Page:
The in-tank fuel pump will only produce around 3 bar pressure (I think)... anyway, it's a lot less than what's produced by the high-pressure (mechanical) pump, which typically runs between 250 and 1000 bar. The 2.1 bar reading that you are seeing is coming from the pressure sensor mounted on the fuel rail (ie the high pressure circuit). This is the minimum reading that this sensor will produce; it will read 2.1bar even when there is no pressure at all, and will not register anything in relation to the operation of the in-tank pump.
When cranking the engine, the indicated pressure in the fuel rail should exceed 250 bar within a few seconds.
To test if the in-tank pump is working, either crack off the bleed nipple on top of the filter, or disconnect one of the pipes from the filter and then turn the ignition on (get ready for diesel spillage!). If you disconnect the outlet pipe from the filter, you can attach a length of fuel hose to the filter stub, and collect the diesel in a suitable container (this will also allow you to visually examine the state of the fuel being delivered, as well as verifying that the filter is flowing OK). You could also attach a low pressure guage to this outlet to confirm that the in-tank pump is producing enough pressure.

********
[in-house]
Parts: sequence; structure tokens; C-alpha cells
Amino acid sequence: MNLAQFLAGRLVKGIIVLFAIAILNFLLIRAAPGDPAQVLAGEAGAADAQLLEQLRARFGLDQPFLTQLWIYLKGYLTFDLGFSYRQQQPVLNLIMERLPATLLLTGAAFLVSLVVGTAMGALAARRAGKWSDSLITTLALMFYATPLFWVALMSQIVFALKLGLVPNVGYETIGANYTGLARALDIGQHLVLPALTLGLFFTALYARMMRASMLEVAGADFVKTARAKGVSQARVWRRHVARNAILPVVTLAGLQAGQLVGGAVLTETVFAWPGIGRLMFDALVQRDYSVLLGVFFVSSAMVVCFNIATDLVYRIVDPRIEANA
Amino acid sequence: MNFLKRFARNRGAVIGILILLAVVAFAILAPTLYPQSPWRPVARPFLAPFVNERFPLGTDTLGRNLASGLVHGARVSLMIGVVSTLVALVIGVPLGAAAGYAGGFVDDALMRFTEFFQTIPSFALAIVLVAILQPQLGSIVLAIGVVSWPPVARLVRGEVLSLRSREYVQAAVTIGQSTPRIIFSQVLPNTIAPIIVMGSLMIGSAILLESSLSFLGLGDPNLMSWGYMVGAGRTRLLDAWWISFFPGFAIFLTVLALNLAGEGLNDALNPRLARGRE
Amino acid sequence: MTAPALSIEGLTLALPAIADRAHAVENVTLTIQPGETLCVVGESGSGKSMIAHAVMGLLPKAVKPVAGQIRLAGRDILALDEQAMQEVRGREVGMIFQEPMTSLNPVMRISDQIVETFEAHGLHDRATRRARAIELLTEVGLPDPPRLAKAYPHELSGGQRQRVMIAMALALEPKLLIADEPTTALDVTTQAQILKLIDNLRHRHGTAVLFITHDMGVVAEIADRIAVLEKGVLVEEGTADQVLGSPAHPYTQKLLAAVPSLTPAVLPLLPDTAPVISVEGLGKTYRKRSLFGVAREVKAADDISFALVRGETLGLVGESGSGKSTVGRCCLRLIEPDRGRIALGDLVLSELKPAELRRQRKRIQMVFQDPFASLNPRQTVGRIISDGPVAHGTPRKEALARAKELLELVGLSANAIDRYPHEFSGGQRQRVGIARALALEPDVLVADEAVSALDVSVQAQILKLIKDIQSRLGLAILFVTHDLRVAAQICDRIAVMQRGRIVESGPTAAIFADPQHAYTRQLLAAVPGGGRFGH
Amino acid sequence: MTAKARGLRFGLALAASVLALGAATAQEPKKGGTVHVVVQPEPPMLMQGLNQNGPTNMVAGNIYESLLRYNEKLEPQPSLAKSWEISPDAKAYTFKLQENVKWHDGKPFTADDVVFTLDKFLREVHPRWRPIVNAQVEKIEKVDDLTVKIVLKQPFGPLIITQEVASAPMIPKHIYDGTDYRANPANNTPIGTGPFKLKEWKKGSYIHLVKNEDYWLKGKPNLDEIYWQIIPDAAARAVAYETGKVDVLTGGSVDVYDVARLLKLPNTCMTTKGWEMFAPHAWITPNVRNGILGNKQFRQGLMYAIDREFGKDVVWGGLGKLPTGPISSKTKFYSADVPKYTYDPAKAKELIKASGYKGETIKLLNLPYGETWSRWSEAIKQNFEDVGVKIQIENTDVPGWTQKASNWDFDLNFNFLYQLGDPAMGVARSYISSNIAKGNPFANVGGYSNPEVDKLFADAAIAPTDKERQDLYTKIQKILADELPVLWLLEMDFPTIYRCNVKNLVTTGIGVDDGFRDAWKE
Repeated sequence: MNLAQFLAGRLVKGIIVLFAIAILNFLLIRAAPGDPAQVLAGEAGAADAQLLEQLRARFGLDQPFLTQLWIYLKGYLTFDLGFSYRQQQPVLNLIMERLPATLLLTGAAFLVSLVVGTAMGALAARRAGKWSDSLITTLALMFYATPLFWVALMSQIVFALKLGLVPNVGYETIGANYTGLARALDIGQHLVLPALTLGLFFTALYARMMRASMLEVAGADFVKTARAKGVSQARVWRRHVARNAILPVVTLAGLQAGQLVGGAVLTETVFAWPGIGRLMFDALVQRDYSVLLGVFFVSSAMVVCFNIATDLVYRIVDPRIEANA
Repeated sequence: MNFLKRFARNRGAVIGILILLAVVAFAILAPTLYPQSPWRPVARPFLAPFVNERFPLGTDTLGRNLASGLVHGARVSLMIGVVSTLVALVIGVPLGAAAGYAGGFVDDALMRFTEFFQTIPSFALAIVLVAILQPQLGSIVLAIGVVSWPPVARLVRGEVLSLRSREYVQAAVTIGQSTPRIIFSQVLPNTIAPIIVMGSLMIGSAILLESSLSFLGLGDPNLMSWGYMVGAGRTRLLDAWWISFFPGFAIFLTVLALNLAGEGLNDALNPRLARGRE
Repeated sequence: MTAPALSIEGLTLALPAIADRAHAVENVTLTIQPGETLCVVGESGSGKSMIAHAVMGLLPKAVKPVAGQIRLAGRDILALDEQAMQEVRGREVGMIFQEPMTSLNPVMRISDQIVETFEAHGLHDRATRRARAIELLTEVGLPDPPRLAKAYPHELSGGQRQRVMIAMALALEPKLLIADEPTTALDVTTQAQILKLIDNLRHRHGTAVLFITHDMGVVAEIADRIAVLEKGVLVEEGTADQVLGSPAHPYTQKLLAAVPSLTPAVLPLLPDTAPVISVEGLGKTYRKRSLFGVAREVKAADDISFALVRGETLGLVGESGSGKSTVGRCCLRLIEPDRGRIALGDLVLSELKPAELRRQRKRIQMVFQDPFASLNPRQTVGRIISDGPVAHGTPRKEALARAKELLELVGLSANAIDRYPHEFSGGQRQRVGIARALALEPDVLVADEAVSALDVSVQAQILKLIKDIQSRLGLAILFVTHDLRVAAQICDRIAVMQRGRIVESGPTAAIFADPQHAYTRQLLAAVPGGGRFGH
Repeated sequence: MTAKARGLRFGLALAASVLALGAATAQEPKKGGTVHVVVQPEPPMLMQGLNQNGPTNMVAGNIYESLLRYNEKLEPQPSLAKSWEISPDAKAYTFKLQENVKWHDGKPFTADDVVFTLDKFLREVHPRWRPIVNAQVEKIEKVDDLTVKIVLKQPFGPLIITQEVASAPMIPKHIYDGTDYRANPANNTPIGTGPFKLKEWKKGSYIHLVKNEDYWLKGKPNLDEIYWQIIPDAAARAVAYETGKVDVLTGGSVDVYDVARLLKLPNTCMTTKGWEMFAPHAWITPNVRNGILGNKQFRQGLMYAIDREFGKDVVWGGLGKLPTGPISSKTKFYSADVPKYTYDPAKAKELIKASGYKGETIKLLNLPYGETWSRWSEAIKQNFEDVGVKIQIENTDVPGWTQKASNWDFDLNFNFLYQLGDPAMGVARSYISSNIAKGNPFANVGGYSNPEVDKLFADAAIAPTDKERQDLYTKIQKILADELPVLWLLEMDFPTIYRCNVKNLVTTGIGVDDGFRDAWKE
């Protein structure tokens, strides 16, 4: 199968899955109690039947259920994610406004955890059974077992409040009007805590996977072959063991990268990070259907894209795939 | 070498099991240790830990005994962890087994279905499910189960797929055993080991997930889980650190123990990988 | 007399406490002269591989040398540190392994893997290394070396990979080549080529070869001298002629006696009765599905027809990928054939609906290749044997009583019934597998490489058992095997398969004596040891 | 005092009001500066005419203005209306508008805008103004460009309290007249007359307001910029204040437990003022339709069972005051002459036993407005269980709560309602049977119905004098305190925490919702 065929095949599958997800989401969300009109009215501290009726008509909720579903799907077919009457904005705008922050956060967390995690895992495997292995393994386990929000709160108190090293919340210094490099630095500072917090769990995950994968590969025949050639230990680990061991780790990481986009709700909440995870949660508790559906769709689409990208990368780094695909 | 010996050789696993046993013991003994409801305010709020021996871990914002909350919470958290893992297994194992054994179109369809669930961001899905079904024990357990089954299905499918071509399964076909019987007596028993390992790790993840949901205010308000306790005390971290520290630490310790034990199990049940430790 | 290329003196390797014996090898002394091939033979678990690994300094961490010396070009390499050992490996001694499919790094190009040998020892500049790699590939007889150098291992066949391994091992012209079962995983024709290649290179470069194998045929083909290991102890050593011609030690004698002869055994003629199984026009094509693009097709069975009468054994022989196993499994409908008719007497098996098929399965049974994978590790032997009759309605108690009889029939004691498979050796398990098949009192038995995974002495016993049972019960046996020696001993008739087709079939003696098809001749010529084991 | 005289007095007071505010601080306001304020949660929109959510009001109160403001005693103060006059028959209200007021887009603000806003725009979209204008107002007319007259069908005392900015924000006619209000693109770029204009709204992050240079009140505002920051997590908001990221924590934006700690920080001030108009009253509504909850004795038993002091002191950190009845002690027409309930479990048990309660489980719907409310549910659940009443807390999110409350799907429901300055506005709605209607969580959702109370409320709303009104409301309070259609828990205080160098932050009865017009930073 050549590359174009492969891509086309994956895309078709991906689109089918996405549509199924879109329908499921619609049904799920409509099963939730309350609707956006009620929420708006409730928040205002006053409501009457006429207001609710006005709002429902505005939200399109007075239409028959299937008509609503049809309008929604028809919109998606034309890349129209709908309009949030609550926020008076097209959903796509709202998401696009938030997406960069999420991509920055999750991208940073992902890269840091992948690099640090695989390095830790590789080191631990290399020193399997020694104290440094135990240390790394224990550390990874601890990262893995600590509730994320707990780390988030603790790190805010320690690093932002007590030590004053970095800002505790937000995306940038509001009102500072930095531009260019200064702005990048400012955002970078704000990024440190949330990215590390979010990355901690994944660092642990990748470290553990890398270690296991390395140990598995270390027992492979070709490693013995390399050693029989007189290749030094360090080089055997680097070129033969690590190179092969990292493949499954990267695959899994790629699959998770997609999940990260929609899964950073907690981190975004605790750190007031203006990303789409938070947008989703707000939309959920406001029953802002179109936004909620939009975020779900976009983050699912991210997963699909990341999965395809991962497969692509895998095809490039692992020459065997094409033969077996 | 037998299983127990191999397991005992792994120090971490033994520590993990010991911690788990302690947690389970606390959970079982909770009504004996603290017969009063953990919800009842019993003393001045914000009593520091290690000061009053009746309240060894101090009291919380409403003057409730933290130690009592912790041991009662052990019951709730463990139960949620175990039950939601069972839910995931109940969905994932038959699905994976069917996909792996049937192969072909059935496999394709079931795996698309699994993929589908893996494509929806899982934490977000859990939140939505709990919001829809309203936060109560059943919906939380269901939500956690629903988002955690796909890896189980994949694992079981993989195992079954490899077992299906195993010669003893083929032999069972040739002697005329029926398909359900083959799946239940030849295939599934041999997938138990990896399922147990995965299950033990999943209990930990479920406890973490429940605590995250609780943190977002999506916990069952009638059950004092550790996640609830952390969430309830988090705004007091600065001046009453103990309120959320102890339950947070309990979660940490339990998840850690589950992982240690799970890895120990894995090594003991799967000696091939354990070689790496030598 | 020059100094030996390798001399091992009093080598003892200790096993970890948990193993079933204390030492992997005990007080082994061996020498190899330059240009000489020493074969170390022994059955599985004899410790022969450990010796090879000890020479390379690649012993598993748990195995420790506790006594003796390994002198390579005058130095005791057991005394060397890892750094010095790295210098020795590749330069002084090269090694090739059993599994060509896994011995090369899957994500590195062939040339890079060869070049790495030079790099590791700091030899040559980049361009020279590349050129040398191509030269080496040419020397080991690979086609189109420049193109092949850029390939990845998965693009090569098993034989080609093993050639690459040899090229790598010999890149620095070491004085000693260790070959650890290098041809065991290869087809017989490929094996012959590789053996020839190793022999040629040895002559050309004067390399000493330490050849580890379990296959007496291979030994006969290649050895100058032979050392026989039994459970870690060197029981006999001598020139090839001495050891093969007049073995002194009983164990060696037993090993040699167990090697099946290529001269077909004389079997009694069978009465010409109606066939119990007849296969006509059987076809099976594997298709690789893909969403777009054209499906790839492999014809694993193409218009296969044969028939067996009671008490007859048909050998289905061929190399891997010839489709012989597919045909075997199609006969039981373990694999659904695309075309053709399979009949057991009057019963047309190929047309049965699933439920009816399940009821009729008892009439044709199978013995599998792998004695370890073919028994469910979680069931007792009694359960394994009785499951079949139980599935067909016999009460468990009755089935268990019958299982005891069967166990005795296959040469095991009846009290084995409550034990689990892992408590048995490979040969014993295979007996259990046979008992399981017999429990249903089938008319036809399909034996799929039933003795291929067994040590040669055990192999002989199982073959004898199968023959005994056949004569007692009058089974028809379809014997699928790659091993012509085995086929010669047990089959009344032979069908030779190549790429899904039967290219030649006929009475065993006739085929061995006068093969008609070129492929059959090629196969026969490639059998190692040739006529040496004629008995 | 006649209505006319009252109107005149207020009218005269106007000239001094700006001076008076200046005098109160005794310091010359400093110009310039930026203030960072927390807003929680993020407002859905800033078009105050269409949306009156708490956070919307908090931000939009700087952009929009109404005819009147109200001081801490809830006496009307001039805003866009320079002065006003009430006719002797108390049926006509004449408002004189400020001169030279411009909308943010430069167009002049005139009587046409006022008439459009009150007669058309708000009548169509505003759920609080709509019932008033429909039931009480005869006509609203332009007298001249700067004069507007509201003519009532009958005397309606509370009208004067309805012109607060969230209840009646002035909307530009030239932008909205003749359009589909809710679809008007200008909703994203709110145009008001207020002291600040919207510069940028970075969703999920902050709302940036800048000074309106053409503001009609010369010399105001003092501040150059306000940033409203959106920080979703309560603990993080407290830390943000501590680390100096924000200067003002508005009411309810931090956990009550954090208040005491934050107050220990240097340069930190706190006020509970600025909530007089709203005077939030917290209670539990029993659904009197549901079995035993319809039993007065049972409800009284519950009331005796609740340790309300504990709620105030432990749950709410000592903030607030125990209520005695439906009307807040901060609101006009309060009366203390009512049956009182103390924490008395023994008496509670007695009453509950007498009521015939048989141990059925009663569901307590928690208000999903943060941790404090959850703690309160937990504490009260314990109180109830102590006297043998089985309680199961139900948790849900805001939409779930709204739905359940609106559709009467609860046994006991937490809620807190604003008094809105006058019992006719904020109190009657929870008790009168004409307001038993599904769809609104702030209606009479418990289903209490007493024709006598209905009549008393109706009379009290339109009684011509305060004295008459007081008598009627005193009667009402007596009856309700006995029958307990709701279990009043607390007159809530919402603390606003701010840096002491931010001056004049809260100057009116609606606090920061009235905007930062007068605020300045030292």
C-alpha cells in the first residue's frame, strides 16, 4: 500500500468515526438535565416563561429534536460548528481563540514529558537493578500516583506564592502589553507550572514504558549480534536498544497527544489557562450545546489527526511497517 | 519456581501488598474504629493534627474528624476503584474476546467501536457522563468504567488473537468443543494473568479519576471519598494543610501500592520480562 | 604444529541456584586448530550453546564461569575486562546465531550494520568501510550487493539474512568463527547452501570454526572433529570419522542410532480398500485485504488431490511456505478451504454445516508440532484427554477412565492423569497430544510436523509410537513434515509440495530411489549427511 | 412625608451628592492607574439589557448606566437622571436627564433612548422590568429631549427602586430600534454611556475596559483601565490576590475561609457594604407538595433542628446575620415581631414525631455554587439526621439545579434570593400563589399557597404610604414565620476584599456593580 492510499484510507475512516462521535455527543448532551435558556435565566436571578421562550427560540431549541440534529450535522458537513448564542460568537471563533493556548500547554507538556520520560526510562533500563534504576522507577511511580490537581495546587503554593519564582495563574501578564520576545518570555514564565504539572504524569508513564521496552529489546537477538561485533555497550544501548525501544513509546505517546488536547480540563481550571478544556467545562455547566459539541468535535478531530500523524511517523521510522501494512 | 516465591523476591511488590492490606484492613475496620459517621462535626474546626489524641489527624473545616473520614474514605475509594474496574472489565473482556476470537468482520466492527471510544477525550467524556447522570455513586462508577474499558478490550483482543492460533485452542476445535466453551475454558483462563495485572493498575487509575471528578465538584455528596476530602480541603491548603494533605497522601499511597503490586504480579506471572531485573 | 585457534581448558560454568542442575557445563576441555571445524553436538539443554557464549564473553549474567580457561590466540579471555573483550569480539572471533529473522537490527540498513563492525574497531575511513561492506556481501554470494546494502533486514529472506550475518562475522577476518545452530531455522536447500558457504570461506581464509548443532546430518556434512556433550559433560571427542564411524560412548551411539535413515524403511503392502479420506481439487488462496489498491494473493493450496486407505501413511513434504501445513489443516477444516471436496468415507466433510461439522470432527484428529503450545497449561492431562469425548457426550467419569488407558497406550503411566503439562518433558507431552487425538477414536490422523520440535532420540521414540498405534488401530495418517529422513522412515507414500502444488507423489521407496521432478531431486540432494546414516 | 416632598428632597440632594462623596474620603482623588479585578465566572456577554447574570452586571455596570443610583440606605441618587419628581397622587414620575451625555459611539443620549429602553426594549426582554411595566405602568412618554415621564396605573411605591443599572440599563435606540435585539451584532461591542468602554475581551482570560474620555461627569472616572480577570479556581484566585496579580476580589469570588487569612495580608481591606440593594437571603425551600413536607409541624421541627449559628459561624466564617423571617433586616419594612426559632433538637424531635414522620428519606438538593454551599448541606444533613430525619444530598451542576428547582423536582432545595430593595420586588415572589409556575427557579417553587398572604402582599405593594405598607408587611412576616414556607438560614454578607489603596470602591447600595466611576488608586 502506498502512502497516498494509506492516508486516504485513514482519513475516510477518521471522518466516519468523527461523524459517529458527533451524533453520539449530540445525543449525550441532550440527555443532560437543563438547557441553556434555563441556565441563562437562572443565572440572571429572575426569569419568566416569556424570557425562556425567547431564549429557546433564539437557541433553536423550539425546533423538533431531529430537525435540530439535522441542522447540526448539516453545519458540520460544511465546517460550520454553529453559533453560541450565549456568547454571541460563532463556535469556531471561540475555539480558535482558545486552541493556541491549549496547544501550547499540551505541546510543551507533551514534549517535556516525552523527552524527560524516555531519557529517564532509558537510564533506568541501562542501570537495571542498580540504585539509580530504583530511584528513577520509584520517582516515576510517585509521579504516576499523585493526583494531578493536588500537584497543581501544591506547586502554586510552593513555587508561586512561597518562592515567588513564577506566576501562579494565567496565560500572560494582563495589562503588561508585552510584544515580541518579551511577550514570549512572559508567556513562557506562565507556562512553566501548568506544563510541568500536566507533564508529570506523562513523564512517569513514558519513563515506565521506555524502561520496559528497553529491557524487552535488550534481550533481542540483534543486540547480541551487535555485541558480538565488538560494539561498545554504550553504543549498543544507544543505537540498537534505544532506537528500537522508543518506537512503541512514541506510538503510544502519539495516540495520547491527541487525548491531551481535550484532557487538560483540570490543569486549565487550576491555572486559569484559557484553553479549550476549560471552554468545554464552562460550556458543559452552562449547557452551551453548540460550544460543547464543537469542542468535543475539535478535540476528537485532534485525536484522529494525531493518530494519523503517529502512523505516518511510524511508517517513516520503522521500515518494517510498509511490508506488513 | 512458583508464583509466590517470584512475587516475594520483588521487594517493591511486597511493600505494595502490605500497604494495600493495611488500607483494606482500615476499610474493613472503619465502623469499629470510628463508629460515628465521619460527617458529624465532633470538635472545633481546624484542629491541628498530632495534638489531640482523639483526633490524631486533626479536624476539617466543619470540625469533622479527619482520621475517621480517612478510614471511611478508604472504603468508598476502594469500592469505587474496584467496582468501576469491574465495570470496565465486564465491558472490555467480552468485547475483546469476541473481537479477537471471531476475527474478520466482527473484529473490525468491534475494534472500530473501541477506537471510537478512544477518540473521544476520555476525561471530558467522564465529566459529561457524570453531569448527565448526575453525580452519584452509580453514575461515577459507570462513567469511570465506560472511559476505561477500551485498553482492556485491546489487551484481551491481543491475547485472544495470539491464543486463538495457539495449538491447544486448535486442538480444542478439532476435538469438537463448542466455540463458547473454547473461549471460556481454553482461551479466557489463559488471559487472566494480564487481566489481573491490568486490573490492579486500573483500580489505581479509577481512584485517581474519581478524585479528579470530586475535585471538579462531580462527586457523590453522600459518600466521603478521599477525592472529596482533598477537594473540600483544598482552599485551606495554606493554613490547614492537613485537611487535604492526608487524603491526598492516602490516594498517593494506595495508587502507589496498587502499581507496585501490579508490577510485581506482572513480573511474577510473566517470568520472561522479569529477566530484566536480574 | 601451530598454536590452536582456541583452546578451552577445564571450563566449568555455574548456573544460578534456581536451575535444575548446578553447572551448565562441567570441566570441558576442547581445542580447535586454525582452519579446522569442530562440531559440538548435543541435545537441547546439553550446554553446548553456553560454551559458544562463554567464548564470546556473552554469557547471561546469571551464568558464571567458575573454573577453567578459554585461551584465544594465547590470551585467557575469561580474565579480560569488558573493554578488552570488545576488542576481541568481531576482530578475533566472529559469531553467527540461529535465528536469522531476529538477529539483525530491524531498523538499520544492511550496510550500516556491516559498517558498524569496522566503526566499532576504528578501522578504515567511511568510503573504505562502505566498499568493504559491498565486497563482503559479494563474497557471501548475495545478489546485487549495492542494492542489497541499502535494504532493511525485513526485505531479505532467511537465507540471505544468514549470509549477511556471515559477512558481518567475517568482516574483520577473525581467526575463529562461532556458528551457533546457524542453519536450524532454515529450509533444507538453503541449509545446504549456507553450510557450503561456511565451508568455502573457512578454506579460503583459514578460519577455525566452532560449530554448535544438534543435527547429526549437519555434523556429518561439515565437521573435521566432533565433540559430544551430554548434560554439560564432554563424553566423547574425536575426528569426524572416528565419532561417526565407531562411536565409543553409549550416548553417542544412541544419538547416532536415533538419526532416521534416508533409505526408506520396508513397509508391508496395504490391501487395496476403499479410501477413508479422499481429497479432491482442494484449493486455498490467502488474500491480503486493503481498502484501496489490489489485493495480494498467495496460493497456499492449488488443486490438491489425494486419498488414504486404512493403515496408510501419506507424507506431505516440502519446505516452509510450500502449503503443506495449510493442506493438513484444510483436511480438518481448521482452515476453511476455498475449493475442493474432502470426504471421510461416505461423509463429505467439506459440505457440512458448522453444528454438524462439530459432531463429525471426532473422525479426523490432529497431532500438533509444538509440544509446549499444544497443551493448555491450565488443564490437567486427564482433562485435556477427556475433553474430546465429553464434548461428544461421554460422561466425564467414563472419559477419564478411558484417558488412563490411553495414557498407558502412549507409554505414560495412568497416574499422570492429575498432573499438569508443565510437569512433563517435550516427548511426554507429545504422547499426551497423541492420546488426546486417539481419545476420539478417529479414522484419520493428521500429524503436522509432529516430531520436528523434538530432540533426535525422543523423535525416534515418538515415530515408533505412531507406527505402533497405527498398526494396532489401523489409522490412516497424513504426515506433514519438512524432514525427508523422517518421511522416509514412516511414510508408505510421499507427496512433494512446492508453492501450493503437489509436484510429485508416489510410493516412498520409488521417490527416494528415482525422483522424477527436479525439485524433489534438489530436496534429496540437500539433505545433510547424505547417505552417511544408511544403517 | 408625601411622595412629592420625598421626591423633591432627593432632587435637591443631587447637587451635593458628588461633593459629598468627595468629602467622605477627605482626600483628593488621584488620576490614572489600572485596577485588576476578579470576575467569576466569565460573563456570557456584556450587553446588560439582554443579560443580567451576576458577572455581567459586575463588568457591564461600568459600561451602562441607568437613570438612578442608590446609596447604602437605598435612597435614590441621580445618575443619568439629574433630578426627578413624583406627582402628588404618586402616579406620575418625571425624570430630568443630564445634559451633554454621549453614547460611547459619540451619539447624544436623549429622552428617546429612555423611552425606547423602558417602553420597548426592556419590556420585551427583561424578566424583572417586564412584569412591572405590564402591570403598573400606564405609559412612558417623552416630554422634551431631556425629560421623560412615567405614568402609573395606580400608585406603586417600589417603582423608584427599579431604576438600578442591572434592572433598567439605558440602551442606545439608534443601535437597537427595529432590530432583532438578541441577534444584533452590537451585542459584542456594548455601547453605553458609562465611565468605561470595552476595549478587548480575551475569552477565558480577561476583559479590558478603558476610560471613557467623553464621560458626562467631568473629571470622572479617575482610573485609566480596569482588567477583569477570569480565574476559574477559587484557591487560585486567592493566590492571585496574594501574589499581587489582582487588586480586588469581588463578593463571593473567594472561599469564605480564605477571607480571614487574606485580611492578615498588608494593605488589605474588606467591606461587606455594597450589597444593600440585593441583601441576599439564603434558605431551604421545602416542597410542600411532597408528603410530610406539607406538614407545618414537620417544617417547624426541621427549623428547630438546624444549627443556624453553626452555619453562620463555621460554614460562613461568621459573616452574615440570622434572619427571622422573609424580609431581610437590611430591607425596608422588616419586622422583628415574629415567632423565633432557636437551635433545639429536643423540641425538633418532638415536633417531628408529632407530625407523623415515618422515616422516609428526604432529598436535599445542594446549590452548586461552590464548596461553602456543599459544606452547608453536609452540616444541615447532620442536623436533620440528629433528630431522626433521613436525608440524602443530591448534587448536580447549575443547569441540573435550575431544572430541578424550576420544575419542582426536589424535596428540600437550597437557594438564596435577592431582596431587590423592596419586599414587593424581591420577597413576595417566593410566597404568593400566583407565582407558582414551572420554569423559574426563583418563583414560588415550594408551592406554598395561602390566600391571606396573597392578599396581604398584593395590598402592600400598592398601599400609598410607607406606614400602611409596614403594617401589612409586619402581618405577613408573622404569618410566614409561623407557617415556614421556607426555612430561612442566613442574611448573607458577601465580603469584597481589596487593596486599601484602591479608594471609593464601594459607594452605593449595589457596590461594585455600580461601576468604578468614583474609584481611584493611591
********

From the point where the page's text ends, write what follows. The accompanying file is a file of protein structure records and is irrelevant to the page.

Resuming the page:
The fuel injectors will not be triggered until a pressure threshold in the fuel rail is exceeded (I'm guessing this must be around 200 bar). No pressure in fuel rail = no injector pulse. I have had a jtd non-starter once which was caused by failure of the pressure sender, which would only ever show 2.1 bar; even though the high pressure pump was working correctly, the ecu would not trigger the injectors.
A word of warning: when working correctly, the pressure produced in the fuel rail and associated pipework etc is extremely high (up to 1000bar) and potentially very dangerous! Be very careful!